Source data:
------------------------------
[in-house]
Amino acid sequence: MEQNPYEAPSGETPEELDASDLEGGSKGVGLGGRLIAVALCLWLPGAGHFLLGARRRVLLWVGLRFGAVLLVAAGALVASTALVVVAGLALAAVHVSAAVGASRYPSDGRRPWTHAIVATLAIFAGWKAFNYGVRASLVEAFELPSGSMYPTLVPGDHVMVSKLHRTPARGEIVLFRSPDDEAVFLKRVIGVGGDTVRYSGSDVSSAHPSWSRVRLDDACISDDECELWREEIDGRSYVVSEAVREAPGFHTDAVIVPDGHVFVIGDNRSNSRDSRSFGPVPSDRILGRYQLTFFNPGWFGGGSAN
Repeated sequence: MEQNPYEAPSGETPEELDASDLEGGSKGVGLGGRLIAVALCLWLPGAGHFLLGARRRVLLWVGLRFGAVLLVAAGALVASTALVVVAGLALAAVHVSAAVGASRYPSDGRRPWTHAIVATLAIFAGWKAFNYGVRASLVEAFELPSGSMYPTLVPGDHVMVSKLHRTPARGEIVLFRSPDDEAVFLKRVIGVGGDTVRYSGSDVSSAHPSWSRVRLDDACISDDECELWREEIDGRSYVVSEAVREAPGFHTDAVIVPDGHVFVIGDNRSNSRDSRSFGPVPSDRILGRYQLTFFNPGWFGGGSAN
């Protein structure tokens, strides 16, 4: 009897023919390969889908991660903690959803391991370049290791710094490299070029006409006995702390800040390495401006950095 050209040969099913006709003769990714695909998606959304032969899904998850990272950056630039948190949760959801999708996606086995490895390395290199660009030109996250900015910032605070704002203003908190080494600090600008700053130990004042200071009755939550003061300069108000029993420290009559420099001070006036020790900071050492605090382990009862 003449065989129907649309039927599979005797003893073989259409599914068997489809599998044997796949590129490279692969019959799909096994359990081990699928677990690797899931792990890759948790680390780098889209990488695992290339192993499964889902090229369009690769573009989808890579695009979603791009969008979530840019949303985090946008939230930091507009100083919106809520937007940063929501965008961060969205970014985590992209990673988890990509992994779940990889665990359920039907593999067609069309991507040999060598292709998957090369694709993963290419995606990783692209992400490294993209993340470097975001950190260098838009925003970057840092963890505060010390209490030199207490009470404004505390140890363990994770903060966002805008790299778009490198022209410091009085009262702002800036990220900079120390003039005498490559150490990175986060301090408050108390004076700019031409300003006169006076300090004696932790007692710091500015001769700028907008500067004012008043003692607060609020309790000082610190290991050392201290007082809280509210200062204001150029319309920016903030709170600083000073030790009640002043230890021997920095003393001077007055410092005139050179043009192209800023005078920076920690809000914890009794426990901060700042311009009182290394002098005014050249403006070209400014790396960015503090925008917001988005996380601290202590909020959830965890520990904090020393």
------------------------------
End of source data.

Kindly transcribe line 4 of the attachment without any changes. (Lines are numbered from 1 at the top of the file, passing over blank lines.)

């Protein structure tokens, strides 16, 4: 009897023919390969889908991660903690959803391991370049290791710094490299070029006409006995702390800040390495401006950095 050209040969099913006709003769990714695909998606959304032969899904998850990272950056630039948190949760959801999708996606086995490895390395290199660009030109996250900015910032605070704002203003908190080494600090600008700053130990004042200071009755939550003061300069108000029993420290009559420099001070006036020790900071050492605090382990009862 003449065989129907649309039927599979005797003893073989259409599914068997489809599998044997796949590129490279692969019959799909096994359990081990699928677990690797899931792990890759948790680390780098889209990488695992290339192993499964889902090229369009690769573009989808890579695009979603791009969008979530840019949303985090946008939230930091507009100083919106809520937007940063929501965008961060969205970014985590992209990673988890990509992994779940990889665990359920039907593999067609069309991507040999060598292709998957090369694709993963290419995606990783692209992400490294993209993340470097975001950190260098838009925003970057840092963890505060010390209490030199207490009470404004505390140890363990994770903060966002805008790299778009490198022209410091009085009262702002800036990220900079120390003039005498490559150490990175986060301090408050108390004076700019031409300003006169006076300090004696932790007692710091500015001769700028907008500067004012008043003692607060609020309790000082610190290991050392201290007082809280509210200062204001150029319309920016903030709170600083000073030790009640002043230890021997920095003393001077007055410092005139050179043009192209800023005078920076920690809000914890009794426990901060700042311009009182290394002098005014050249403006070209400014790396960015503090925008917001988005996380601290202590909020959830965890520990904090020393």